The American medical system is corrupt, ineffective and unnecessarily costly. These outcomes are due to state violence on behalf of the politically connected elite (namely private insurers, physicians, pharmaceutical and medical device companies). Artificial scarcity, price-gouging, misallocation of research funding and the suppression of alternative (non-patentable) therapies can be ameliorated by revoking state-conferred elite privilege and re-establishing cooperative, mutualized healthcare financing.
The state, as disorganized as it is, has less incentive to ruthlessly minimize costs, but immense waste is written off as necessary humanitarian spending. The state suffers diseconomies of scale, bureaucratic inertia, lacks incentive to economize and by its nature the state is centralized and prone to corruption. Hospitals, drug companies and doctors take advantage of the inept Panopticon by price gouging, pushing drugs and executing unnecessary procedures.
Property rights are limited to that which is finite, or of limited reproducibility. Ideas are not physically scarce. Likewise, oxygen is not scarce so it is impractical to consider it property. Land is scarce—they ain’t making any more of it. There is a good reason to utilize property rights to organize non-violently. But what happens when supposed property does not physically exist? This is the case with intellectual property. It is an illegitimate, artificial form of property that only exists because of state violence. The byproducts of patent “rights” are monopoly rents to the owner and artificial scarcity for everyone else.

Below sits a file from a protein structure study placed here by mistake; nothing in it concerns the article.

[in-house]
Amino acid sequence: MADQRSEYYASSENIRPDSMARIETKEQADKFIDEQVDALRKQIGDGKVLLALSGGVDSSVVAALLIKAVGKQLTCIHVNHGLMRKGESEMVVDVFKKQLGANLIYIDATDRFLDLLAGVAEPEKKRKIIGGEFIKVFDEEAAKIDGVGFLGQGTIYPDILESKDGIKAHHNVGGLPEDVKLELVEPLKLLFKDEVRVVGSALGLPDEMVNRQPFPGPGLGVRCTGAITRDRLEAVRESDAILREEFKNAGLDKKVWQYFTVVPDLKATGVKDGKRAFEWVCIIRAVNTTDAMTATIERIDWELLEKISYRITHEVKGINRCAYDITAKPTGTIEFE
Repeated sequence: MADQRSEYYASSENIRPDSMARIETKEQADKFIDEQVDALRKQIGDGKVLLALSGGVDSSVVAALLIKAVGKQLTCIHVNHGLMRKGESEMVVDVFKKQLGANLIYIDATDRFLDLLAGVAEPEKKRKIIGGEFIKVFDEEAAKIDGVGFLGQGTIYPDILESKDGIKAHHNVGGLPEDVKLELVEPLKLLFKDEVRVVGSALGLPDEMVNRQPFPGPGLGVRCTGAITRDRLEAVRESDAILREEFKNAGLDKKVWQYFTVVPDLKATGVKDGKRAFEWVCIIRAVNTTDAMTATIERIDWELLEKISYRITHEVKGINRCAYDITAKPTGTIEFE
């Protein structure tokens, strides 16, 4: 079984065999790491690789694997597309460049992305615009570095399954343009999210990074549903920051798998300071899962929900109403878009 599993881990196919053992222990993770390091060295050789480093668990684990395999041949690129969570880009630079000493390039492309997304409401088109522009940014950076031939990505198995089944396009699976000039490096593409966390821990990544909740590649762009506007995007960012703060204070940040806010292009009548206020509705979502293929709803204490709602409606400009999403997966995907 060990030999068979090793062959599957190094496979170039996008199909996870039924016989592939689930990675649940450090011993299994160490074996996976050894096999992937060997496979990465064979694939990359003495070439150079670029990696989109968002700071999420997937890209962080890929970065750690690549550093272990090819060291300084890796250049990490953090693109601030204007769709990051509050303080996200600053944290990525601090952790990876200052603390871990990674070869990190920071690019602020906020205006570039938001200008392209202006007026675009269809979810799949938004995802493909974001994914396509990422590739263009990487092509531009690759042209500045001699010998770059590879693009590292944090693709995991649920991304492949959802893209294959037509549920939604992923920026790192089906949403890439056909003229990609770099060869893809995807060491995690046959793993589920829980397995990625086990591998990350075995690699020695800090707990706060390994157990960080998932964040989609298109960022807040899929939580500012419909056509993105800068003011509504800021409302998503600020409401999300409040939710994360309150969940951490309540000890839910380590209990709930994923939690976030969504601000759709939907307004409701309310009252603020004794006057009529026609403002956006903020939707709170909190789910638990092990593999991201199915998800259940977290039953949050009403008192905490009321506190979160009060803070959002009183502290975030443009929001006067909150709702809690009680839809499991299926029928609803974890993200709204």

Well-meaning statists declare certain services rights. Everyone acknowledges certain rights, particularly negative rights, like not to be killed or enslaved. There should be no right to scarce goods or services when that right is rooted in taxation (theft). If a free society wishes to recognize such a right, it can only morally be accomplished voluntarily, borne out of human decency and goodwill rather than monopoly and mandate.
The argument that the state is necessary to enforce beneficence is circular. If nobody cared about charity, they would not use it as a justification for state-control. People value charity and justice prior to the state, which expropriates their property and gives only a sliver of it to the needy.